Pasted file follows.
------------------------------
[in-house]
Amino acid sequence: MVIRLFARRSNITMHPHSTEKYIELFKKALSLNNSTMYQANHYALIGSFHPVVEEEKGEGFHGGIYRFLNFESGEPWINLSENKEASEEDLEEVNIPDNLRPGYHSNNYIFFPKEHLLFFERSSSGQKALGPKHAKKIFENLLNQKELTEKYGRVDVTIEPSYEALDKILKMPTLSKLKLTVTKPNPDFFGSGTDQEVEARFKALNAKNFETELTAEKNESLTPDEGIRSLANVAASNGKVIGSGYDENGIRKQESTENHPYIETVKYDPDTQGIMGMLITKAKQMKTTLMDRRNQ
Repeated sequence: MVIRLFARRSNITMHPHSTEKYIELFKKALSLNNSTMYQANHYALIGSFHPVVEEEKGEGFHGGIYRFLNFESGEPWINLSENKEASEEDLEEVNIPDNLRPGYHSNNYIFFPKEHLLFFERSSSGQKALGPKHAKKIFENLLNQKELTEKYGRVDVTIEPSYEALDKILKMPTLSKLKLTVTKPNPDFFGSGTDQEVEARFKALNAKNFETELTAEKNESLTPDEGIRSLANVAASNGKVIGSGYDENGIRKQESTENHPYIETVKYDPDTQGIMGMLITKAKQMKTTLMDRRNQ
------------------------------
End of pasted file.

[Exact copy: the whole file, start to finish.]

[in-house]
Amino acid sequence: MVIRLFARRSNITMHPHSTEKYIELFKKALSLNNSTMYQANHYALIGSFHPVVEEEKGEGFHGGIYRFLNFESGEPWINLSENKEASEEDLEEVNIPDNLRPGYHSNNYIFFPKEHLLFFERSSSGQKALGPKHAKKIFENLLNQKELTEKYGRVDVTIEPSYEALDKILKMPTLSKLKLTVTKPNPDFFGSGTDQEVEARFKALNAKNFETELTAEKNESLTPDEGIRSLANVAASNGKVIGSGYDENGIRKQESTENHPYIETVKYDPDTQGIMGMLITKAKQMKTTLMDRRNQ
Repeated sequence: MVIRLFARRSNITMHPHSTEKYIELFKKALSLNNSTMYQANHYALIGSFHPVVEEEKGEGFHGGIYRFLNFESGEPWINLSENKEASEEDLEEVNIPDNLRPGYHSNNYIFFPKEHLLFFERSSSGQKALGPKHAKKIFENLLNQKELTEKYGRVDVTIEPSYEALDKILKMPTLSKLKLTVTKPNPDFFGSGTDQEVEARFKALNAKNFETELTAEKNESLTPDEGIRSLANVAASNGKVIGSGYDENGIRKQESTENHPYIETVKYDPDTQGIMGMLITKAKQMKTTLMDRRNQ